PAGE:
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Monday, 17 April 2017

Investigating the learning transfer of genre features and conceptual knowledge from an academic literacy course to business studies: Exploring the potential of dynamic assessment

This is an article based on my doctoral study. It was published in print in January 2017.

Shrestha, Prithvi N. (2017). Investigating the learning transfer of genre features and conceptual knowledge from an academic literacy course to business studies: Exploring the potential of dynamic assessment. Journal of English for Academic Purposes, 25 pp. 1–17.

The abstract and the conclusion are below to sum up what the paper is about. The full article can be accessed via The Open University repository here. Due to copyright restrictions, you need to request a copy following the instructions provided there.


Abstract


Academic literacy courses aim to enable higher education students to participate in their chosen academic fields as fully as possible. However, the extent to which these students transfer the academic skills taught in these courses to their chosen disciplines is still under-researched. This article reports on a study that investigated the potential of dynamic assessment (an assessment approach that blends instruction into assessment) in the transfer of genre features and conceptual knowledge among undergraduate business studies students in a UK public university. The data includes three students’ written assignments (N = nine), interviews (N = three) and business studies tutor (N = three) feedback. Drawing on Vygotskian sociocultural theory of learning and a genre theory based on Systemic Functional Linguistics, the data were analysed. The findings suggest that dynamic assessment may contribute to the transfer of genre features and conceptual knowledge to a new assessment context. Implications of this for academic literacy instruction and assessment design are presented.


Conclusion



The goal of this paper was to explore the value of DA in transferring students' academic writing skills and conceptual knowledge from one AL assessment task to a new context of undergraduate business studies. For this purpose, DA was operationalised as a method of instruction and assessment. SFL genre theory was applied to examine the independent learner performance regarding the case study analysis genre schema, macro-Themes and hyper-Themes which were identified as problematic in DA1. Additionally, the students' capacity to make ideational meaning was tracked through their DA and TA texts. Feuerstein's (Feuerstein et al., 2002) notion of far transferwas applied to examine the aforementioned aspects in the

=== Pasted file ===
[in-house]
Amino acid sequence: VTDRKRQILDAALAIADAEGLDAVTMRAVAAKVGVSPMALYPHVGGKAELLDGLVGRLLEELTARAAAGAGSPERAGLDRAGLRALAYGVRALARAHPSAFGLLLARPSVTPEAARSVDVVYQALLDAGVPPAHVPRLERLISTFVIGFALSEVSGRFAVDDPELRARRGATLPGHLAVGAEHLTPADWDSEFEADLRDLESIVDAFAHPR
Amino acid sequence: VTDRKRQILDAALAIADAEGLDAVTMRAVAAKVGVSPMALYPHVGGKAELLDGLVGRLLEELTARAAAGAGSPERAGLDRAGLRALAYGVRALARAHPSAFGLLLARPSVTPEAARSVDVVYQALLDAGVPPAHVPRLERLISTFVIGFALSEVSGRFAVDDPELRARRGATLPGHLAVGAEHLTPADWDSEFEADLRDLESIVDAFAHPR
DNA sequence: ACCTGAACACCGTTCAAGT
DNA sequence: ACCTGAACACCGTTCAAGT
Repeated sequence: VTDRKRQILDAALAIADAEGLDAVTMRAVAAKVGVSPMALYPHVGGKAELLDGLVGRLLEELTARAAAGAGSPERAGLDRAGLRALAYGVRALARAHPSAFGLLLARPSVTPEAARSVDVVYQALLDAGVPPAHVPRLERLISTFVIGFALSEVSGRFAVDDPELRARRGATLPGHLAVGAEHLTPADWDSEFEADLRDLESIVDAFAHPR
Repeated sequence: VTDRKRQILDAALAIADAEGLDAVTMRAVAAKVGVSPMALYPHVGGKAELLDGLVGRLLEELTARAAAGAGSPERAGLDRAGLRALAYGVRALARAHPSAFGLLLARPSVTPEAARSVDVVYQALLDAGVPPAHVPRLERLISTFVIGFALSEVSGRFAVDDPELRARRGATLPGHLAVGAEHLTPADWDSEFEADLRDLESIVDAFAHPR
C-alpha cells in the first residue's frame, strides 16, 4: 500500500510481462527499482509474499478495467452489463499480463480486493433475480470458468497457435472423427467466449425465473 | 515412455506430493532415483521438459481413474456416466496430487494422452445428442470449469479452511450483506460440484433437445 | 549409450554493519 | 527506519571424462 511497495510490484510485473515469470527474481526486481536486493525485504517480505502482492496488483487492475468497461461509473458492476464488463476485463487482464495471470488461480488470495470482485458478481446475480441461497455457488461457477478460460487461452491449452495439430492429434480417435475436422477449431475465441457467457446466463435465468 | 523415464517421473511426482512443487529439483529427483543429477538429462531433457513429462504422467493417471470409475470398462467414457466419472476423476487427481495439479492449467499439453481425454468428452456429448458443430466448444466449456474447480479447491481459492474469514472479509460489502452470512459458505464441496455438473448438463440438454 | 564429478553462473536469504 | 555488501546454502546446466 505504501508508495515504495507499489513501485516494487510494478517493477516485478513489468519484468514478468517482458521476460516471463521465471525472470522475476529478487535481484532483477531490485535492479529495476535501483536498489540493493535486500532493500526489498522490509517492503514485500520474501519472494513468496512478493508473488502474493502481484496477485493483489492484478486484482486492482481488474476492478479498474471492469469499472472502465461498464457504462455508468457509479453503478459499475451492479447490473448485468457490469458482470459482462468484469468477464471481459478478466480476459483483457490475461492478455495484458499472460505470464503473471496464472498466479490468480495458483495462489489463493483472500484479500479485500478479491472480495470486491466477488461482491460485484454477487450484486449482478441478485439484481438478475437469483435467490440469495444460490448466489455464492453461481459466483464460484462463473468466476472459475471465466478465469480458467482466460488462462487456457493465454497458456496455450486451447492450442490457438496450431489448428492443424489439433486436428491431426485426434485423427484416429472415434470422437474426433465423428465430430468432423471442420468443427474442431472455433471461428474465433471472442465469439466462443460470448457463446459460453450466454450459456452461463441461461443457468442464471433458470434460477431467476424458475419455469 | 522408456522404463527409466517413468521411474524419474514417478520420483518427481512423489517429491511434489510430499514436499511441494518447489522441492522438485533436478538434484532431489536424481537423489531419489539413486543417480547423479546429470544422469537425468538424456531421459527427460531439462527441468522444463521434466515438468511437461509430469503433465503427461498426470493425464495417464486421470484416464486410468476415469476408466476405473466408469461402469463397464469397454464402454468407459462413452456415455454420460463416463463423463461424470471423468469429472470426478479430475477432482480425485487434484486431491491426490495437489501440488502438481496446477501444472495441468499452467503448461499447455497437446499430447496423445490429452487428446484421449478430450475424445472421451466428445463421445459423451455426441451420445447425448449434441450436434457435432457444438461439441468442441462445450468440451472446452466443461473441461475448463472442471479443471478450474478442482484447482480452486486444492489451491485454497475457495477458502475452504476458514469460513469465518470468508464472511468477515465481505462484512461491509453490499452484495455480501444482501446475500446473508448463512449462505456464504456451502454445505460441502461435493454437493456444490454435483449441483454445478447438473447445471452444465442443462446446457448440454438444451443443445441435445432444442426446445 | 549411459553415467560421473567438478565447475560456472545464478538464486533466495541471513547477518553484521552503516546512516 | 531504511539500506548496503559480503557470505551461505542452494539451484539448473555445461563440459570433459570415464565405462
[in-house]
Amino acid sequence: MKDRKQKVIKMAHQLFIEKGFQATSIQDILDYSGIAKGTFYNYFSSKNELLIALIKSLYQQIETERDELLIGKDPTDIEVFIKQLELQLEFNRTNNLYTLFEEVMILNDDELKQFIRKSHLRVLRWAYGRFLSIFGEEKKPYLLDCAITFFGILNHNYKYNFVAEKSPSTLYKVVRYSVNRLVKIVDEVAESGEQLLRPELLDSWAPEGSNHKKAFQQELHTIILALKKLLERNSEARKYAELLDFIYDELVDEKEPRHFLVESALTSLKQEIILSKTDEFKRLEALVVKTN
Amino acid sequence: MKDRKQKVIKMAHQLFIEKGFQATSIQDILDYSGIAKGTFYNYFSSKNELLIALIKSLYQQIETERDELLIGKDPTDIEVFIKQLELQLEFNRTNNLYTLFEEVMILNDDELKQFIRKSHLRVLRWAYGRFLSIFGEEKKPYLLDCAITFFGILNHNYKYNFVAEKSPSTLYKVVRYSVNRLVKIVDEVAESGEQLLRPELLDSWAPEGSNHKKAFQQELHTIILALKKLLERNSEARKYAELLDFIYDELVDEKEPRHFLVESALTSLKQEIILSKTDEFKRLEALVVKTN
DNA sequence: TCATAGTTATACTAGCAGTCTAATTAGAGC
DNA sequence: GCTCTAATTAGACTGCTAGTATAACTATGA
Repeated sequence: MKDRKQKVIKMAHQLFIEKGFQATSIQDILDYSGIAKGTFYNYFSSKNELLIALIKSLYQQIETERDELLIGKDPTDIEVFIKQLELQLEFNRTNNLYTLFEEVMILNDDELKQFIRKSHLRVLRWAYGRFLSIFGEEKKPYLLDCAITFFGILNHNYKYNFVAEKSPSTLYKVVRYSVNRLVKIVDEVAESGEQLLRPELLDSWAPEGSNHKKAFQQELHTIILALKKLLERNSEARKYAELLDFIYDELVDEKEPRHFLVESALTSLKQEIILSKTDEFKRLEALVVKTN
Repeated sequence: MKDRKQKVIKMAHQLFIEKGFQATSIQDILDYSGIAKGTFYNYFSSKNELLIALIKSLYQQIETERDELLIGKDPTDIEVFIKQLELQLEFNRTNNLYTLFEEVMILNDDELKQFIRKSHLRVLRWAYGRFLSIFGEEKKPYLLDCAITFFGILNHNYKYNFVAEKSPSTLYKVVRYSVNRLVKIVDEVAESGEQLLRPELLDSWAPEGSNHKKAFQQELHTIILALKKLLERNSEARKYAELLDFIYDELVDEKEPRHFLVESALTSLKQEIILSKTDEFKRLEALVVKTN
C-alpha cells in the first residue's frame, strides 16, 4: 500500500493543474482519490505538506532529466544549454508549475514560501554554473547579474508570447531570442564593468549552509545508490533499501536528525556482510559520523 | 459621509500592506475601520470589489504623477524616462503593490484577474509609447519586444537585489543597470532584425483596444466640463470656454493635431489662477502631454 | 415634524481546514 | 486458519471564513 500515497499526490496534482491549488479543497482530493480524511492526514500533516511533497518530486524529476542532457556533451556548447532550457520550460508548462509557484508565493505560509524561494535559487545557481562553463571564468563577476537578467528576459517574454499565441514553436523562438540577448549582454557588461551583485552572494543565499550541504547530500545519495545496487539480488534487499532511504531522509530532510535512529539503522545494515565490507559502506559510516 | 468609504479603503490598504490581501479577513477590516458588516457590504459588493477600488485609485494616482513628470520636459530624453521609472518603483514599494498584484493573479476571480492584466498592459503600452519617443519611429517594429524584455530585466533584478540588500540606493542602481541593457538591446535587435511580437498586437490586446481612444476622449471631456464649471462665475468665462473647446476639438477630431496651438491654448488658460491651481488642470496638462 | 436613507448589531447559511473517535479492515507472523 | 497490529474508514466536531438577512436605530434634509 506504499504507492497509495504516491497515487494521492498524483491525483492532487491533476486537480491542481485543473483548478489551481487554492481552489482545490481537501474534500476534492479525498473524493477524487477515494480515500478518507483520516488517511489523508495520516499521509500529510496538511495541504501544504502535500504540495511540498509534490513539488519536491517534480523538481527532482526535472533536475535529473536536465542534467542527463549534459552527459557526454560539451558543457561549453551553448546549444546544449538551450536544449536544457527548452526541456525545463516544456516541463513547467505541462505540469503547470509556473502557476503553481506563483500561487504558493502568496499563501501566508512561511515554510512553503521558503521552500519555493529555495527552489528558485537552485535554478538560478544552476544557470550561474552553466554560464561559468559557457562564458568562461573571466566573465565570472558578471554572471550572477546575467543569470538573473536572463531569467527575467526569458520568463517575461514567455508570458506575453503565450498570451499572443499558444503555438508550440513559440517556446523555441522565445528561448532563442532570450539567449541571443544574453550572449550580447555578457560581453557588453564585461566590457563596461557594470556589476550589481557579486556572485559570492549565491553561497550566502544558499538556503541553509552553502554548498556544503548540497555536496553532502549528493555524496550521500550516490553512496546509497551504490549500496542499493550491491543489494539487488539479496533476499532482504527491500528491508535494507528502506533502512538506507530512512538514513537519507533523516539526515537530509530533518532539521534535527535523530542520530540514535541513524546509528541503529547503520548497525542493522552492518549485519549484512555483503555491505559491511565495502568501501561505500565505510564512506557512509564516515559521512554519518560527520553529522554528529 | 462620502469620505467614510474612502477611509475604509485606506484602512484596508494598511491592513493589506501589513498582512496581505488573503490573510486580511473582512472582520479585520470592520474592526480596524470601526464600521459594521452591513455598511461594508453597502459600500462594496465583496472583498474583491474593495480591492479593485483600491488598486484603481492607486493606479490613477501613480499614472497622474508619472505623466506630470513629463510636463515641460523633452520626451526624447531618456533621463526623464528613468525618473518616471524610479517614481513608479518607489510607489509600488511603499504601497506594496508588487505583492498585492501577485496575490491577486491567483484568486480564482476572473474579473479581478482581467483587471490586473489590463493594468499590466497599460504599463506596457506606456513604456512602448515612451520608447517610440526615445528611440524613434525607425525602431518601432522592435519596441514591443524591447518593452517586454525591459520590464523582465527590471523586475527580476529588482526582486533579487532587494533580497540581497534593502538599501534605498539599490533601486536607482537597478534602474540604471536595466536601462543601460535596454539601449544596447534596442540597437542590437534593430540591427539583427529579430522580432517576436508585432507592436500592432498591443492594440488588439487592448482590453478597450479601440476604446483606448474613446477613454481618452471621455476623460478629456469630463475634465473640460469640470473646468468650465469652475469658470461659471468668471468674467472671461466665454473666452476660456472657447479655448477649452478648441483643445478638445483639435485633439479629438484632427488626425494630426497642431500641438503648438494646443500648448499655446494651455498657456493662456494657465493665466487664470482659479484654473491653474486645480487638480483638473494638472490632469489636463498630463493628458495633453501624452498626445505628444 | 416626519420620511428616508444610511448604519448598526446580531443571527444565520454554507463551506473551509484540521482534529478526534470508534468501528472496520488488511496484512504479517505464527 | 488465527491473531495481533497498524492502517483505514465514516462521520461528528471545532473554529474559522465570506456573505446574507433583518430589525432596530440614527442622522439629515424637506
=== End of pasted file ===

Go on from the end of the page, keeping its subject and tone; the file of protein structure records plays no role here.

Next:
student assessment texts. 
The findings suggest that DA may contribute to the transfer of learning. In this study, the transfer of using generic stages, macro-Themes and hyper-Themes, and conceptual knowledge of these and business studies concepts appeared to take place in the TA texts albeit differently for each of the three participants. They seemed to be able to transfer genre features, or show their awareness as in Cheng (2007), and conceptual knowledge to their TA although one student, Natasha, appeared to be the most successful. These students' (except Natasha) reconstrual of their conceptual knowledge was not as successful as their academic writing skills (i.e., genre, macro-Themes and hyper-Themes). This suggests that writing and conceptual development is a lengthy process that may benefit from a greater amount of mediation, learner motivation and commitment.
Additionally, various other factors may have influenced these studentstransfer of learning such as time and business module materials.
This paper contributes to the growing body of AL research that uses SFL and sociocultural theory as frameworks. However, in terms of studies on learning transfer in the field of AL, these two frameworks do not seem to have been employed together despite them being robust tools. Future studies in learning transfer in AL may find them valuable tools.
As this study is limited to three students only, a larger study may be built on this one in order to evaluate DA's contribution to students' ability to transfer genre features and conceptual knowledge to their chosen disciplinary areas. The same methodology used in this study may also be deployed for ESP programme evaluation which seems to be under-researched
(Tsou & Chen, 2014).

References

Cheng, A. (2007). Transferring generic features and recontextualizing genre awareness: Understanding writing performance in the ESP genre-based literacy framework. English for Specific Purposes, 26(3), 287e307. http://dx.doi.org/10.1016/j.esp.2006.12.002.
Feuerstein, R., Falik, L. H., Rand, Y., & Feuerstein, R. S. (2002). The dynamic assessment of cognitive modifiability: The learning propensity assessment device: Theory, instruments and techniques (Revised ed.). Jerusalem: ICELP Press.
Tsou, W., & Chen, F. (2014). ESP program evaluation framework: Description and application to a Taiwanese university ESP program. English for SpecifiPurposes, 33, 39e53. http://dx.doi.org/10.1016/j.esp.2013.07.008.

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